From 11 November 2021, anyone who works inside a Care Quality Commission (CQC) registered care home in England must be fully vaccinated against coronavirus (COVID-19), unless they're exempt. This only applies to CQC-registered care homes that provide accommodation for people needing nursing or personal care.
This will apply to most people who enter the care home for work, including:
- agency workers
- contractors or self-employed people hired to carry out work in a care home, for example tradespeople, occupational therapists or hairdressers
- people not employed by the care home who need to enter for work, for example doctors, nurses and CQC inspectors
- work experience students
- job applicants attending an interview
This includes people who live in Scotland or Wales but work in a CQC-registered care home in England.
For further background, see the article in Emplaw Monthly – End of Summer 2021.
Meanwhile, on 15 September 2021, the Department of Health and Social Care published a letter outlining how, on a temporary basis, people working or volunteering in care homes who have a medical reason why they are unable to have a COVID-19 vaccine will be able to self-certify that they meet the medical exemption criteria. The letter sets out some, albeit limited, guidance on when a medical exemption may apply. Interestingly, these include a time-limited exemption for pregnant women should they choose to take it. Individuals that have received a COVID-19 vaccination abroad can also self-certify as medically exempt because it is not clinically appropriate for them to be vaccinated in the UK if they have already received a partial or full course of vaccination overseas.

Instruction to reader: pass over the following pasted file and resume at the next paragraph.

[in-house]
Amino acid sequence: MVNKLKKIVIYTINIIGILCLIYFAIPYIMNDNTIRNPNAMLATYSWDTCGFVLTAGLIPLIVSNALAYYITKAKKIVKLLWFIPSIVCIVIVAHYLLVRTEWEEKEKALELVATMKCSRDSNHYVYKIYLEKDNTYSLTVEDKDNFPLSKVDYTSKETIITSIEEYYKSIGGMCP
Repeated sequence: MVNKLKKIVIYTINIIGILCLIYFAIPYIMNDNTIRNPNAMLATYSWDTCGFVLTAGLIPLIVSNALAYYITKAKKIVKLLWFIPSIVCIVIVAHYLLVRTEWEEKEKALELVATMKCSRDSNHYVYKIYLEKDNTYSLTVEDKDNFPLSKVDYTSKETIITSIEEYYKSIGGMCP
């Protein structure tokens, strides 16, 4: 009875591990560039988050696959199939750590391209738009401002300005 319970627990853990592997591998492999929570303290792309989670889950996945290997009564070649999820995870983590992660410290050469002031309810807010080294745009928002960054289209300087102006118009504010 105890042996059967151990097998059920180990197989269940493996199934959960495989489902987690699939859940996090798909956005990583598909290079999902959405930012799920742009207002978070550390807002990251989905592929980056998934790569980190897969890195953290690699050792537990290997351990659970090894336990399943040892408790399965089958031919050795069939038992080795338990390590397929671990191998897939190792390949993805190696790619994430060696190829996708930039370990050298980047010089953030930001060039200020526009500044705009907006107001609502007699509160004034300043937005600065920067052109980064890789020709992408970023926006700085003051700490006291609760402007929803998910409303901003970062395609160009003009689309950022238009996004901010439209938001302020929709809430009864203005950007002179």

Self-certification forms are also available on the site.
Meanwhile judicial review proceedings are being brought by care home workers challenging the legislation. Their claims include that the Health Secretary failed to consider the efficacy of alternatives to mandatory vaccination and did not consider the vaccination rate of care homes and/or persons with natural immunity.